There’s a lot of generic advice that circulates around becoming a strong leader: hire people smarter than you are, read autobiographies from major CEO’s, wake up at 5 am. While these can all help advance your skills as a leader, they aren’t particularly useful if you’re failing to work on more important areas of your team.
It is difficult to correct mistakes you don’t realize you’re making. After spending decades guiding top CEO’s through rocky roads, I’ve put together a list of the most damaging (and commonly made) mistakes to make in a leadership role.
1. Withholding the Truth
If you have something a team member needs to hear, you don’t want them to get wind of it from another team member. When people feel betrayed, more often than not it is by the way an issue was handled, not the content. You want to make sure speaking directly with each other is a core part of your team’s culture, no matter how small the issue. If you aren’t sure about how to start the conversation, you can review our blog on Clarity from Conflict.
2. Asking Too Little
Your team members want to bring their best stuff. Each one needs to be challenged with just the right amount of stretch to grow their capacity. If you find yourself just asking for more work, you are likely missing an opportunity. Empower your people to do what, at their previous level of development, would have seemed impossible and give them the support to pull it off.
3. Futile Meetings
Few things are more boring than those repetitive catch-up meetings where everyone reports on history that could have been just as easily been shared by email or video the evening before. An effective meeting changes the future: we saw a new a way to address a challenge or seize an opportunity and something will happen differently now. Rather than trying to touch on everything each meeting, explore one or two topics more deeply. Have the responsible team member outlines a challenge or opportunity and the others contribute insights and experiences that, done well, lead to a breakthrough each time. I will share recommended protocol for this in my next blog. You can use the Numina App to have your people share pithy video updates for review by each team member the day before the meeting.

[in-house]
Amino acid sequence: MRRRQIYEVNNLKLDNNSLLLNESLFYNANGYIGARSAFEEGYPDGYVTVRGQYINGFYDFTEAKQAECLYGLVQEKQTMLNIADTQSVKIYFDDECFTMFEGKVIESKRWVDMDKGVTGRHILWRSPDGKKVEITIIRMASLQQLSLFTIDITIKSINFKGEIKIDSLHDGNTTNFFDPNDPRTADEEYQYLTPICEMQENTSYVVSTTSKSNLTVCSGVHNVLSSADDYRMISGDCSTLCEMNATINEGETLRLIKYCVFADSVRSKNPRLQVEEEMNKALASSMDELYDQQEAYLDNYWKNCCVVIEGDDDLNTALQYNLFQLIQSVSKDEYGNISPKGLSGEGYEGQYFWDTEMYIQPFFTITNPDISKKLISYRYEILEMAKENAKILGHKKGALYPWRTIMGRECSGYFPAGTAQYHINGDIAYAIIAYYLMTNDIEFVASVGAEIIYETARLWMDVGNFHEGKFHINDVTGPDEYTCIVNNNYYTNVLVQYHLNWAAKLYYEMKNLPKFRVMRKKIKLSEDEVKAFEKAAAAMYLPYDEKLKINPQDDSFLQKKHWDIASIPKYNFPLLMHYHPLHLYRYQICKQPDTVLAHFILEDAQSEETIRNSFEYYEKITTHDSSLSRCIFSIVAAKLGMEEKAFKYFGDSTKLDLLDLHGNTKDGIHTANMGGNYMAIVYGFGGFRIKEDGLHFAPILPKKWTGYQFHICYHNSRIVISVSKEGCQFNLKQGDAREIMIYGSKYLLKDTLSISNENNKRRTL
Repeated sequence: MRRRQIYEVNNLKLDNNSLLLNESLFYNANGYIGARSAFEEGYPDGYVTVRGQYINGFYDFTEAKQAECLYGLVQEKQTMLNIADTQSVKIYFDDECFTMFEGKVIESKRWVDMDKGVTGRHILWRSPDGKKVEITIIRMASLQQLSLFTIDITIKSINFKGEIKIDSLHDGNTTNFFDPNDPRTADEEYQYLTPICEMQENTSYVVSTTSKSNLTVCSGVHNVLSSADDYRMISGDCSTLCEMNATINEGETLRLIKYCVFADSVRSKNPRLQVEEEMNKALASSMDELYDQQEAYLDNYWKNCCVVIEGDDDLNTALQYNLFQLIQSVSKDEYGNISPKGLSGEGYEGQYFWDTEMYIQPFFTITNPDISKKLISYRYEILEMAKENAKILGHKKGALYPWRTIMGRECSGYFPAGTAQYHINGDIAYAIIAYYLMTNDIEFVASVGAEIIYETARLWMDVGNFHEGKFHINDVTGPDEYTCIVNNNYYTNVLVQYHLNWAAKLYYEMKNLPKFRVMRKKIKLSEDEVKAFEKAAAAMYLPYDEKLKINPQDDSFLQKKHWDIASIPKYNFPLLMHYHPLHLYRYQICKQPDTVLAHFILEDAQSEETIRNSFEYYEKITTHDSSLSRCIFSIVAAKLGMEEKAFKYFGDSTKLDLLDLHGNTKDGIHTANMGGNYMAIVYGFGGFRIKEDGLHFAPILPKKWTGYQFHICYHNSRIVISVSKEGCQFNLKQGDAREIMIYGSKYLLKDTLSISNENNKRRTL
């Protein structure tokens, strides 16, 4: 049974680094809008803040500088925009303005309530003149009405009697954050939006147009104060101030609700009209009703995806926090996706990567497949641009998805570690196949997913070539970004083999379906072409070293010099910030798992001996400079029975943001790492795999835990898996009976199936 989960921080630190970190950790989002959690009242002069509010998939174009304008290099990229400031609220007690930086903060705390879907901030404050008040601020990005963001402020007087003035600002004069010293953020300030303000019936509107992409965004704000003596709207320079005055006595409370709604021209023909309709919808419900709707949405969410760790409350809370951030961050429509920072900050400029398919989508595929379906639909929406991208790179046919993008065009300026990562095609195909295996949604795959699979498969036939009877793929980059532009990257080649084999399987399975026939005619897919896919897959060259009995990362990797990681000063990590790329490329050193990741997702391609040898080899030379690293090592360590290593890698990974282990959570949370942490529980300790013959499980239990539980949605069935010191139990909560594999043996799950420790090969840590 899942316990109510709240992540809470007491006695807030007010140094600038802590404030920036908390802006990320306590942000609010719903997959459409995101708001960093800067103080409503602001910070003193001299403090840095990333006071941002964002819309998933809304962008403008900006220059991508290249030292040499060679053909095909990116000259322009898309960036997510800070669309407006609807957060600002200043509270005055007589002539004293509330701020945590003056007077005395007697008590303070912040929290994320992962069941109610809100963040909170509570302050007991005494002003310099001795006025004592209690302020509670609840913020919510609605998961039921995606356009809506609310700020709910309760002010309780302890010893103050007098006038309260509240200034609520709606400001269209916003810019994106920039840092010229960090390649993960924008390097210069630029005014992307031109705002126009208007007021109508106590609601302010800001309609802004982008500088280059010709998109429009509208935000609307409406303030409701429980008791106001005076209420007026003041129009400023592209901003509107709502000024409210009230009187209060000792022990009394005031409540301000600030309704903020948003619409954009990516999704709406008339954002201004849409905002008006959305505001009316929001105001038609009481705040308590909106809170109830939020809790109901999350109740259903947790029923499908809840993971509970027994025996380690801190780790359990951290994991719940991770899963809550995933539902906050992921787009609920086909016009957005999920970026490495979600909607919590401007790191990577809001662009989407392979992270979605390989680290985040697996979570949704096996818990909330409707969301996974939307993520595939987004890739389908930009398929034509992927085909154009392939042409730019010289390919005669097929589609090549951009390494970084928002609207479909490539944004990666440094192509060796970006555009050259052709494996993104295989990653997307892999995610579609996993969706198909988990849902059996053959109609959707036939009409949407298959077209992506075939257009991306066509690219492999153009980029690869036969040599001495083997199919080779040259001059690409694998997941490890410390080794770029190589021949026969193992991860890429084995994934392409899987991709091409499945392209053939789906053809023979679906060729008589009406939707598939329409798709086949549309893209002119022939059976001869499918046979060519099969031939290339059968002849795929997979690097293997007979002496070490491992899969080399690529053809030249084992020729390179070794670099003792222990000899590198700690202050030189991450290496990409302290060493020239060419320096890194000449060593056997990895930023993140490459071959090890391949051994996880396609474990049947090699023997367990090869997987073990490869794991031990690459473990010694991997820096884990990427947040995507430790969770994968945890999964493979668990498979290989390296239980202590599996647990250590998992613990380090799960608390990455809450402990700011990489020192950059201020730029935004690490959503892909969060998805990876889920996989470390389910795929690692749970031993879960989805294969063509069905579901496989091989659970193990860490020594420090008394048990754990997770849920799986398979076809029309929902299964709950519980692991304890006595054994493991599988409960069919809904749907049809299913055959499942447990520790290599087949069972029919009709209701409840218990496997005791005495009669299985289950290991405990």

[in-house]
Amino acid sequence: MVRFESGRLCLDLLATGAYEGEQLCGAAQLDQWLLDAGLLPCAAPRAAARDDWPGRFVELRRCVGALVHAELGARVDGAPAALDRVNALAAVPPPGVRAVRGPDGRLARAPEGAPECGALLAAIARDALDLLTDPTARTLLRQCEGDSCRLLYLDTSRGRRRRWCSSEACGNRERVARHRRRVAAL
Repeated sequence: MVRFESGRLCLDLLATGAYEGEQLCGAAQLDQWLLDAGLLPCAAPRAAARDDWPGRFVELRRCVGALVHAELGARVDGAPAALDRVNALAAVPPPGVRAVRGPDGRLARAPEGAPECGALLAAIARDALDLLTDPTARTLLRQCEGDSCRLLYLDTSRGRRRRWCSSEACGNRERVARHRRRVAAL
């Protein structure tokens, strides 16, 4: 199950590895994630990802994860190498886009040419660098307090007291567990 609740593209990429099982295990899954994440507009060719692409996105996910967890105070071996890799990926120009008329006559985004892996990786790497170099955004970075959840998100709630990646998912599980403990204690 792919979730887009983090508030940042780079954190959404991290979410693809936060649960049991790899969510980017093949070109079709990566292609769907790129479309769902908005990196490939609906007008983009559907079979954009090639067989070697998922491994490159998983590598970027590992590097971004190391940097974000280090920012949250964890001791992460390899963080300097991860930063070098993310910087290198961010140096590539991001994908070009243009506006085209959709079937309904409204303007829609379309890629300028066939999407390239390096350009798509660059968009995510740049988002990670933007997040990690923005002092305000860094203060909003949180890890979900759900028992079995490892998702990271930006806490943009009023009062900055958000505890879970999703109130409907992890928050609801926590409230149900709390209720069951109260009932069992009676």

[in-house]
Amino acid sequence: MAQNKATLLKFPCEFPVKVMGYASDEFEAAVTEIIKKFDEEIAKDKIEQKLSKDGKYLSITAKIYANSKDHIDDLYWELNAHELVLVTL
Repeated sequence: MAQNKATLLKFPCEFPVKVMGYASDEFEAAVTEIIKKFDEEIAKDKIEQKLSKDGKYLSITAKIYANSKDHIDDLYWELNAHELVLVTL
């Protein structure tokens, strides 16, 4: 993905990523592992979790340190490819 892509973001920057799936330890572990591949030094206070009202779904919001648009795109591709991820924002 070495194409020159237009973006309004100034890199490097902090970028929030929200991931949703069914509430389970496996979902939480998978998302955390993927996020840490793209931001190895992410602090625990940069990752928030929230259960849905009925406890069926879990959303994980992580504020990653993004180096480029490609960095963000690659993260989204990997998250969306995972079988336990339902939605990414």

4. Crowding Your Calendar
Most leaders underestimate the power of their actions. The impact of showing up late or keeping people beyond the agreed time leads to all kinds of unintended consequences: lowering of trust in your word, rumors that something untoward is afoot. You want to have meaningful connections with your direct reports. If you think you need 30 minutes with someone, book 45. Always finish early. For the wider team, office hours work great, where anyone can reserve 10-minute time slots with you and say whatever they think you need hear, without expecting discussion.
5. Trying To Be Someone Else
This is the biggest and most common mistake of them all! Yes, Steve Jobs created an amazing team…yes, Richard Branson has ground-breaking ideas. Whatever role models inspire you are wonderful. Unless you try to imitate them. Take the time with a coach or self-discovery group to explore your unique superpower and what works to bring the best out of you. Whether you naturally reach out with infectious enthusiasm, or with more reserve and discipline, there’s a way to lead that works with your unique skill set. Too often, as leaders we twist ourselves into a pretzel trying to be who we think we should be, trying to show up the way we think our team wants or needs us to be. No. Train them how to get the best out of working with you, the way you are exactly as you are.
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